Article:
What Does Grief Of A Pet Look Like
1. Impact on Identity. Much like that of children our pets are completely dependent on us, to feed them, take them out for walks, and give them the care that they need. This can give us a sense of purpose and is one of the benefits of having a pet, an increased sense of self that caretaking can give us.
When this is lost, it can impact our identity, no longer being a pet owner or seen in the neighborhood walking your dog. After all, what is a “crazy cat person” without their cat?
2. In the denial stage, this might look like an adjustment and acknowledgment even, that your pet is no longer with you. After losing my little Chiquita, I would sometimes imagine that she was still at home waiting for me, the sense of rushing home to make sure she was taken out or fed was still there, sometimes I would even feel like she was sitting next to me on the couch.
Our pets are different from our human relationships in that if we are home, they are there with us. Home can feel very different without our four-legged buddies.
3. Increased loneliness and emptiness are other aspects of grief that coincide with pet loss. Our pets are relationships and their pure devotion to us is something that many people need and long for in their lives and rarely find in humans the way they can be felt with our pets. My mother would often chuckle how our Cocker Spaniel growing up was the only one in the house that didn’t answer back.
It is true, our pets are pure in their loyalty, protection, and love for us. I guess you could say it has all the benefits of that best friend without the complication. Yes, they upset us at times with a present on the carpet or misbehavior on a walk, but then they look at us with those eyes and it all seems to fade away.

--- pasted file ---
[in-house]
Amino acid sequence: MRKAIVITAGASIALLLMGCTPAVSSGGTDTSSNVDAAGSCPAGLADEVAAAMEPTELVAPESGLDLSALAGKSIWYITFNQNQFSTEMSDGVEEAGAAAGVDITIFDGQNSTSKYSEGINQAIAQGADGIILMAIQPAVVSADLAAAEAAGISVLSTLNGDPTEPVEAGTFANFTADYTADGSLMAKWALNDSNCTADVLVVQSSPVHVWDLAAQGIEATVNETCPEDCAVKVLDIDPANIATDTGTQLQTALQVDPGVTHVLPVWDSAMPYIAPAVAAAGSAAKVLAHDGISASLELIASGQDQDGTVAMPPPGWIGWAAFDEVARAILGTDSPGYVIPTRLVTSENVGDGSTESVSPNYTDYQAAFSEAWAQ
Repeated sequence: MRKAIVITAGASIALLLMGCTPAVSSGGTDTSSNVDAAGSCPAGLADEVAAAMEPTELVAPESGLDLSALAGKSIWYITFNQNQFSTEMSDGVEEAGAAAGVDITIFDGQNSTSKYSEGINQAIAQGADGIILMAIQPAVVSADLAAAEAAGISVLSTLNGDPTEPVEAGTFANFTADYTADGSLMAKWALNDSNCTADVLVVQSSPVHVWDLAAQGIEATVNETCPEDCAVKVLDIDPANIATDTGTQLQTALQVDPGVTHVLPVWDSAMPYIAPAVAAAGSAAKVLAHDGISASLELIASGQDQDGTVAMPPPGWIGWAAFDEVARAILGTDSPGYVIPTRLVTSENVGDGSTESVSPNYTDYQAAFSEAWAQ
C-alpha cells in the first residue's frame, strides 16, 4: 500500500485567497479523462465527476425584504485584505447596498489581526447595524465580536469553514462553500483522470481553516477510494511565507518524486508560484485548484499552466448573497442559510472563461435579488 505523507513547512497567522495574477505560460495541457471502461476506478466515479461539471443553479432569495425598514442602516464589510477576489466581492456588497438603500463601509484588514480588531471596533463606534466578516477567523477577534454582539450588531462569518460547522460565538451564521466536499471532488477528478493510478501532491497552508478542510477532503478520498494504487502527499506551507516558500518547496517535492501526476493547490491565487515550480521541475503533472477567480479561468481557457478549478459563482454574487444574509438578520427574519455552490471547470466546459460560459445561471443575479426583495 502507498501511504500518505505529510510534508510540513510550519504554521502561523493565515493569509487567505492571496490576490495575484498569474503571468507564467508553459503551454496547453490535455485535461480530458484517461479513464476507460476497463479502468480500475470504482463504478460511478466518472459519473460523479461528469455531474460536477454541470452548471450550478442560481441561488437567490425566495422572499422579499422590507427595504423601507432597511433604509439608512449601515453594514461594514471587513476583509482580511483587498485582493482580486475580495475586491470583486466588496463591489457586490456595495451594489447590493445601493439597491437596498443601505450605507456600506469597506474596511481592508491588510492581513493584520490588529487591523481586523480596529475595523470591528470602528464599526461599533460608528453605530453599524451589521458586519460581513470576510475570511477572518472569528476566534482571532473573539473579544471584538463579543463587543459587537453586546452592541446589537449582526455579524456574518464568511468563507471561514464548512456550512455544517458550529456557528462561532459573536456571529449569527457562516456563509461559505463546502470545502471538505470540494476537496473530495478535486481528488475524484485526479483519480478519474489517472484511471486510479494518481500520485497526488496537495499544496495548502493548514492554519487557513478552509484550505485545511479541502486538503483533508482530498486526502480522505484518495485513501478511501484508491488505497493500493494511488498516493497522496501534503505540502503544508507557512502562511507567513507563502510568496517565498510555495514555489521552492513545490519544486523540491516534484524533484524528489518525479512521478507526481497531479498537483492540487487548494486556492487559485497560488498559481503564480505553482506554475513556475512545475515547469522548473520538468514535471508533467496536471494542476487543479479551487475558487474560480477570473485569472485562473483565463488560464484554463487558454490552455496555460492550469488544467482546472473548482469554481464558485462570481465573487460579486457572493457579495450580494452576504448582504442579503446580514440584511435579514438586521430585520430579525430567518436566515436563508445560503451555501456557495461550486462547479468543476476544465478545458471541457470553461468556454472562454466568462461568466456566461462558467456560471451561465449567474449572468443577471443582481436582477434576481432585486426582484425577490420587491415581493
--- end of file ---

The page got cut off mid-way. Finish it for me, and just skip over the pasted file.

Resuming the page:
How To Cope
1. Give your grief space and time.
There’s no right or wrong way to cope with a loss, it is an individual process and you need to allow yourself to go through the process that you need to go through. I hope that this will be one of the biggest takeaways you will have from reading this article.
Internalizing your grief and telling yourself to snap out of it might be an instinct but will create more emotional turmoil in the end.
2. Find your support.
Despite the fact that there may be some social pressure to “get over it”, there is also a lot of support out there and there are people who do truly get it. Many of us have gone through the loss and know the pain and heartache that comes with the loss of a pet. I would encourage you to be honest about it and if you can take a few days off from work, do so.
When I lost my little Chiquita this past August I took a bereavement day and although I had colleagues tell me to take more days, I didn’t, as I felt the best thing I could do was to get back into my daily life and keep moving forward, despite the reminders all around me of her loss. Make sure that you take the time to grieve the loss of your beloved pet, it’s ok and it needs to be encouraged. If you have a therapist this is a good place to process this grief, there are also many resources in the community or through your vet that could help you connect to support around the loss of a pet.
Here is an online resource that might also be helpful. I know that finding a therapist these days can be challenging which is why I have partnered with an agency called Online Therapy that aims to bring therapy to people virtually from anywhere in the world. You can access this service with my affiliate link where you can get 20% off their service for the first month. If you have access to technology and don’t need to use insurance this may be a great option.